The Toronto Home Care Digest for September 6, 2013
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FROM OUR BLOG…
Not remembering the little things is a normal part of aging. What isn’t normal is when forgetting becomes an everyday occurrence or when losing things turns into unintentional neglect. This is when the need to seek dementia and Alzheimer’s care becomes crucial. Talk to your health care provider about dementia and Alzheimer’s care if your loved one shows repeated instances of these signs of memory loss.
Watching your parent decline from worsening dementia is heartbreaking. Alzheimers is one of about fifty varieties of dementia, and depending upon the type of dementia and the area of damage in the brain, you will see a variety of symptoms and changes.
No one should have to wait for health care. For our senior loved ones, waiting for Ontario health services can mean the difference between full recovery or not. There is good news, though, for Ontarians.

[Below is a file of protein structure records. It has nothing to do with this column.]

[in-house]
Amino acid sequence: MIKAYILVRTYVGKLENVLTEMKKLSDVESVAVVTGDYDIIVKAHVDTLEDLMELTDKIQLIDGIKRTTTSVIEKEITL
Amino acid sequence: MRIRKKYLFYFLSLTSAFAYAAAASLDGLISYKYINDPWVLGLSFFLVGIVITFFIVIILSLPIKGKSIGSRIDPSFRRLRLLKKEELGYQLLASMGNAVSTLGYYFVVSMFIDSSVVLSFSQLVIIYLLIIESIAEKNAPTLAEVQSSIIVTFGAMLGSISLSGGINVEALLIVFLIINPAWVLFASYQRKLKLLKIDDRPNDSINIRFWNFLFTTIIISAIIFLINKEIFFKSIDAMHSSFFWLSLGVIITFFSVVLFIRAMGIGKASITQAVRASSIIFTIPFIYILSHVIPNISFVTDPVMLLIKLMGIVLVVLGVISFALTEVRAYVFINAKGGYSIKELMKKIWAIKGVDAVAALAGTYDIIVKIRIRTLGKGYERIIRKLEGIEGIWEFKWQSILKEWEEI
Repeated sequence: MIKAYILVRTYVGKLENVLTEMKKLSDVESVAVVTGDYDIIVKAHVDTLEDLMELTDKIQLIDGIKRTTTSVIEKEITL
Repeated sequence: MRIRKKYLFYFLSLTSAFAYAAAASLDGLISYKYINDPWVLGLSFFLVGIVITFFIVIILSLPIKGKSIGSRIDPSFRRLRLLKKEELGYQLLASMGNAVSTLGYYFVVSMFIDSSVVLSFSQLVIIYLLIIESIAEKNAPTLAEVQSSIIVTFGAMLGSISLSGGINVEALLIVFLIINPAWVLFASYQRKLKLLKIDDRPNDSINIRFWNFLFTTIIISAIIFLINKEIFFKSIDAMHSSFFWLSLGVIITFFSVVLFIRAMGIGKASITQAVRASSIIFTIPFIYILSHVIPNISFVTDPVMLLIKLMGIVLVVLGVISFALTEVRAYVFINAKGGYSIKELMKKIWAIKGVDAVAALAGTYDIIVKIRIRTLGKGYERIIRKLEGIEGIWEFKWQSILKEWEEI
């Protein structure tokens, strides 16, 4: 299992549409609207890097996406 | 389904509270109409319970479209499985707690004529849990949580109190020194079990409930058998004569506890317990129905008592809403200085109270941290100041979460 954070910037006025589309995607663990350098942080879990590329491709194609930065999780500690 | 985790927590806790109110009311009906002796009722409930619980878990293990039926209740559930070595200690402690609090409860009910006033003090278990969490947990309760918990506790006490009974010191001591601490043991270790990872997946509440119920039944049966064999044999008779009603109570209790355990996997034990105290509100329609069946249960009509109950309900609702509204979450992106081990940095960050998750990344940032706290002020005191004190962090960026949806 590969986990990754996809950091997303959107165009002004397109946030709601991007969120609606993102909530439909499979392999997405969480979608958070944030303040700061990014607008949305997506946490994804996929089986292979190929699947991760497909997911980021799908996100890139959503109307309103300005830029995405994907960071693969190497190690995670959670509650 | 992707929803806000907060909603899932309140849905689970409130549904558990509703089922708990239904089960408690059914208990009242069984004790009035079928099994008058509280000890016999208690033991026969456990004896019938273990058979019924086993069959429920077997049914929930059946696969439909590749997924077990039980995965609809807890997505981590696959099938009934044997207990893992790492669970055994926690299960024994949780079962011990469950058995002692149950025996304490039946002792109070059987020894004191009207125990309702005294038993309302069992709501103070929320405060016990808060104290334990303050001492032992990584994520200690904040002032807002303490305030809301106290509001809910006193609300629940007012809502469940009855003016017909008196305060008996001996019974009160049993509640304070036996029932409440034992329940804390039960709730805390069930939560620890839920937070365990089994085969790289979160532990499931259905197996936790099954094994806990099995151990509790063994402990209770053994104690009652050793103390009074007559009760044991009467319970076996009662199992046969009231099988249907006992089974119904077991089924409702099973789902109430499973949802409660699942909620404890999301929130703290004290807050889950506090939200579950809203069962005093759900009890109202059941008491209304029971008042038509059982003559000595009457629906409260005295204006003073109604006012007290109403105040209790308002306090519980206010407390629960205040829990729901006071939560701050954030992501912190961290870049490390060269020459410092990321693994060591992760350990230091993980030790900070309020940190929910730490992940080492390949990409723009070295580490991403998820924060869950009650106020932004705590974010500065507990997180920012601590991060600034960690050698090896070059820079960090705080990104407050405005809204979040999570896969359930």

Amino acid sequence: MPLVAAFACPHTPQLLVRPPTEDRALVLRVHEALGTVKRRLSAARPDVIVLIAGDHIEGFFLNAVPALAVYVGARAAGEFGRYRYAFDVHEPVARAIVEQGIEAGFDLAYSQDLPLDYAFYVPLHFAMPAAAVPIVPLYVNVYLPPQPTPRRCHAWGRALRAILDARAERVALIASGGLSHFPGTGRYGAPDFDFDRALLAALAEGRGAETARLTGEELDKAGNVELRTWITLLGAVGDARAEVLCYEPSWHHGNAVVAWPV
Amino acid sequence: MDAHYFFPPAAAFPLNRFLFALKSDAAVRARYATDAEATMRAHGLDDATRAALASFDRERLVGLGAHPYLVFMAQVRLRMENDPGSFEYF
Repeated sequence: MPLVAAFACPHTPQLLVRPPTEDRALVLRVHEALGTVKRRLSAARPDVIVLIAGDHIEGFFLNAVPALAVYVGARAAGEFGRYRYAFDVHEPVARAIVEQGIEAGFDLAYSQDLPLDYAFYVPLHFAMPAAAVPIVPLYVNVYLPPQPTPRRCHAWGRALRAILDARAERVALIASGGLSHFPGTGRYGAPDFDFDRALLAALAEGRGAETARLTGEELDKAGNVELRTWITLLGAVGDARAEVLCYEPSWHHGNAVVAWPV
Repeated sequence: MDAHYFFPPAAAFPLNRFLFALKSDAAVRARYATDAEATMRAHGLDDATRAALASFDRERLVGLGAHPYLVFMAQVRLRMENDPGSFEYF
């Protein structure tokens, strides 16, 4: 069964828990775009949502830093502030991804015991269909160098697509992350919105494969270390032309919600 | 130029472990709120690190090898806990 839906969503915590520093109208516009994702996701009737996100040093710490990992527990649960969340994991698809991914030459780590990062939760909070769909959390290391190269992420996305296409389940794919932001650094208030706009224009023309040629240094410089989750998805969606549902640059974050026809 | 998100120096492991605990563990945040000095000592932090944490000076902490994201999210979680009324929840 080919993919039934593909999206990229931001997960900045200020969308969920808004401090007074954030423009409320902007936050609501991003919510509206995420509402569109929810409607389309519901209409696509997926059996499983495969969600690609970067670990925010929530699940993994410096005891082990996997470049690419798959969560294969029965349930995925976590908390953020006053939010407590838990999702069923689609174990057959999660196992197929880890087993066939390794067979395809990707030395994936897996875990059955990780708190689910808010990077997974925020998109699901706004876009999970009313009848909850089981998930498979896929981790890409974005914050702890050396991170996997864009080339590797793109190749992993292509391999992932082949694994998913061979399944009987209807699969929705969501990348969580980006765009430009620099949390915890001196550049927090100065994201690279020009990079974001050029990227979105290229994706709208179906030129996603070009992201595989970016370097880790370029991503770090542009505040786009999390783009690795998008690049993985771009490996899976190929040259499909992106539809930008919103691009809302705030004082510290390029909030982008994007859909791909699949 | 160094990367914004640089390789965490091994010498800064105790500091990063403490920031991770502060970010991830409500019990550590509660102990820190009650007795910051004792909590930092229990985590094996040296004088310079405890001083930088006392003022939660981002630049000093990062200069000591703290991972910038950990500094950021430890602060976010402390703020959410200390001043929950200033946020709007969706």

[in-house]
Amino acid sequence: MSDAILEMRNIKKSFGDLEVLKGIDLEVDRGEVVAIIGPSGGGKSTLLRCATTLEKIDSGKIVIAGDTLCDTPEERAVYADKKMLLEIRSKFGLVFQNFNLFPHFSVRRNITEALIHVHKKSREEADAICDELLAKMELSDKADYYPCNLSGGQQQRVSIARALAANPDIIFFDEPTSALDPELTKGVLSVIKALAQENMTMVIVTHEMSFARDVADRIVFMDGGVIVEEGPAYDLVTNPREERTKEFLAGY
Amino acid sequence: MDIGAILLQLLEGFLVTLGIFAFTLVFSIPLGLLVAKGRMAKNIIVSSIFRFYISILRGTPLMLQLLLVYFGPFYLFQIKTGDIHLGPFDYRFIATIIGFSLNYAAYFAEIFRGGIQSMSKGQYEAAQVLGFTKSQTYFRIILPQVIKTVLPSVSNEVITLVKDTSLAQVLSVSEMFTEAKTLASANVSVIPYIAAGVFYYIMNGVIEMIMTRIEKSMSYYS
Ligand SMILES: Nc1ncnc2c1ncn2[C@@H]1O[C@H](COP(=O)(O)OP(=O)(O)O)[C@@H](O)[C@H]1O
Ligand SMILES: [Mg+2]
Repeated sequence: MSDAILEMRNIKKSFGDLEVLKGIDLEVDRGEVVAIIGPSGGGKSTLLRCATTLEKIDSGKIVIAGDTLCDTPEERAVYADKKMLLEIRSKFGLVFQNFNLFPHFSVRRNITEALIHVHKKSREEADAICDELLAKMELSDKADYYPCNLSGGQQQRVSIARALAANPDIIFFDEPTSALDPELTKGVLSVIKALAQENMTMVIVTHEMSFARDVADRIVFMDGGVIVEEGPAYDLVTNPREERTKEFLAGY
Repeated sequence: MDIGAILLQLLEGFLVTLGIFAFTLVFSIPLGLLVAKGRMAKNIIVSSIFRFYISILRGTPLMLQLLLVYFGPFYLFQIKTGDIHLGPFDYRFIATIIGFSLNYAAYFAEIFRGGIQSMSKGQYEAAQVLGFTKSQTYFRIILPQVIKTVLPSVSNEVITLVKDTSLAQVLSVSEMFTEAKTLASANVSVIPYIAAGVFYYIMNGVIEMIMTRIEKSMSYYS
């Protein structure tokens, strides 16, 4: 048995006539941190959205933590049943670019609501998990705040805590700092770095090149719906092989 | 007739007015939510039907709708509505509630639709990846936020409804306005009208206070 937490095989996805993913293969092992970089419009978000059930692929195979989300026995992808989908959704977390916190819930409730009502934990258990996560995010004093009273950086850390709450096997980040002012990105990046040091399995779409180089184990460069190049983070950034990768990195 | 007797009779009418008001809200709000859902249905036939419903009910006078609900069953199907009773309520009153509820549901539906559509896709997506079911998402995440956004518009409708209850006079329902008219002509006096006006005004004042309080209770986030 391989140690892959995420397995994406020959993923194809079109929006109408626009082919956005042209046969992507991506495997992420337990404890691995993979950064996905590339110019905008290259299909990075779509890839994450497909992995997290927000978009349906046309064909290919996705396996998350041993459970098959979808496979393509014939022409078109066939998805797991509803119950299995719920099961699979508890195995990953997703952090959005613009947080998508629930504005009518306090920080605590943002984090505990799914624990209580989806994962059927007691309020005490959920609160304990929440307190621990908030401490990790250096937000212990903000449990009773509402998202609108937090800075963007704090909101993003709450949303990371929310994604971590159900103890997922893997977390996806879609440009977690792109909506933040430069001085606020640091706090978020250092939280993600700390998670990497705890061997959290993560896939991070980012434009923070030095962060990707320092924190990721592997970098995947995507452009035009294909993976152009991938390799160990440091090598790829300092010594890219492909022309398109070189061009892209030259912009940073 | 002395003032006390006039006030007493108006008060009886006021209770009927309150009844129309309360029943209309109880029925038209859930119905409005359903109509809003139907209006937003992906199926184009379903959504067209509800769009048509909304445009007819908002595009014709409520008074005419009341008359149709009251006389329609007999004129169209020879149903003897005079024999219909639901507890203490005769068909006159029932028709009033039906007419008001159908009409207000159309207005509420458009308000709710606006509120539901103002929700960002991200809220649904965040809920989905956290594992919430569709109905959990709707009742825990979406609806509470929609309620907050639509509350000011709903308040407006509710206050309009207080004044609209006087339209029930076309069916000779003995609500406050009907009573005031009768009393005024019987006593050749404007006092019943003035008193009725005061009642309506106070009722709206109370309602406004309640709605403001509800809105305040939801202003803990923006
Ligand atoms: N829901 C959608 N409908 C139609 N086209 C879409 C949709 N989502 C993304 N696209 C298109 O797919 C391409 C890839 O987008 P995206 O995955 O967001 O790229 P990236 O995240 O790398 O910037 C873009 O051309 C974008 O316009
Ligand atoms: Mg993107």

FROM AROUND THE WEB…
Ontario will inspect health-care facilities during a province-wide blitz this fall checking for hazards that can lead to musculoskeletal disorders (MSDs). Health-care workers take care of our loved ones and we all have a role in helping prevent MSDs at work. These blitzes are a key part of ensuring every worker in Ontarios health care sector return home each day, safe and sound, said Yasir Naqvi, minister of labour.
CMA poll finds golden years filled with anxiety
Home and community care should be a priority in seniors’ health care, given the “real” and “well-founded” anxiety Canadians have facing their golden years, a poll for the Canadian Medical Association suggests. Ipsos Reid conducted the annual poll as part of the medical group’s national report card on health issues, with a focus on the retirement years. The medical association’s annual convention is underway in Calgary and runs through Wednesday.
Cancer care continues to improve for London area patients, thanks to targeted initiatives being led by the South West Local Health Integration Network (LHIN) focused on reducing non-urgent cancer surgery wait times. As of July, 95 per cent of non-urgent cancer surgeries are being performed within provincial access targets at London Health Sciences Centre. Non-urgent cancer surgery wait times at London Health Sciences Centre have decreased by 34 days since the fall of 2009, improving from a 109 day wait to 75 days today.